12.3.1. Using the ssh Utility

The ssh utility allows you to log in to a remote machine and execute commands there. It is a secure replacement for the rlogin, rsh, and telnet programs.

Similarly to the telnet command, log in to a remote machine by using the following command:

ssh hostname

For example, to log in to a remote machine named penguin.example.com, type the following at a shell prompt:

~]$ ssh penguin.example.com

This will log you in with the same user name you are using on the local machine. If you want to specify a different user name, use a command in the following form:

ssh username@hostname

For example, to log in to penguin.example.com as USER, type:

~]$ ssh USER@penguin.example.com

The first time you initiate a connection, you will be presented with a message similar to this:

The authenticity of host 'penguin.example.com' can't be established.
ECDSA key fingerprint is SHA256:vuGKK9dsW34zrZzwjl5g+vOE6EZQvHRQ8zObKYO2mW4.
ECDSA key fingerprint is MD5:7e:15:c3:03:4d:e1:dd:ee:99:dc:3e:f4:b9:67:6b:62.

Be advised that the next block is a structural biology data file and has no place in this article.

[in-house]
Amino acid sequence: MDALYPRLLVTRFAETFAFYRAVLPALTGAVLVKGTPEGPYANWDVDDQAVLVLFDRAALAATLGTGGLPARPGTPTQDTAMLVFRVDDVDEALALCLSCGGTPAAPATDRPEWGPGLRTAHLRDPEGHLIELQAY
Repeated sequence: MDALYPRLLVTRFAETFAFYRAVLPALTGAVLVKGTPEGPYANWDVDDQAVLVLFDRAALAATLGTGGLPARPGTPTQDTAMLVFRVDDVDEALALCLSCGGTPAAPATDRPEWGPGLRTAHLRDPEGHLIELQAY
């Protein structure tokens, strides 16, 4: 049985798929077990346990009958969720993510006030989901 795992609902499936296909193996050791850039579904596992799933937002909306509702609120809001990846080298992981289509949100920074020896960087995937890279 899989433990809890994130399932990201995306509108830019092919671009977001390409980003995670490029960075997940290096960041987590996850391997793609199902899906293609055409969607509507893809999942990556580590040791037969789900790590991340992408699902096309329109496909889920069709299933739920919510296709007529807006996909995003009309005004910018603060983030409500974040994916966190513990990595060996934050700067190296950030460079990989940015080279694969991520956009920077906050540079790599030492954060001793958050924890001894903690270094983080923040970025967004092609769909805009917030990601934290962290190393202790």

Are you sure you want to continue connecting (yes/no)?

Users should always check if the fingerprint is correct before answering the question in this dialog. The user can ask the administrator of the server to confirm the key is correct. This should be done in a secure and previously agreed way. If the user has access to the server’s host keys, the fingerprint can be checked by using the ssh-keygen command as follows:

~]# ssh-keygen -l -f /etc/ssh/ssh_host_ecdsa_key.pub
SHA256:vuGKK9dsW34zrZzwjl5g+vOE6EZQvHRQ8zObKYO2mW4
Note

To get an MD5 key fingerprint, which was the default fingerprint in previous versions, use the ssh-keygen command with the -E md5 option, for example: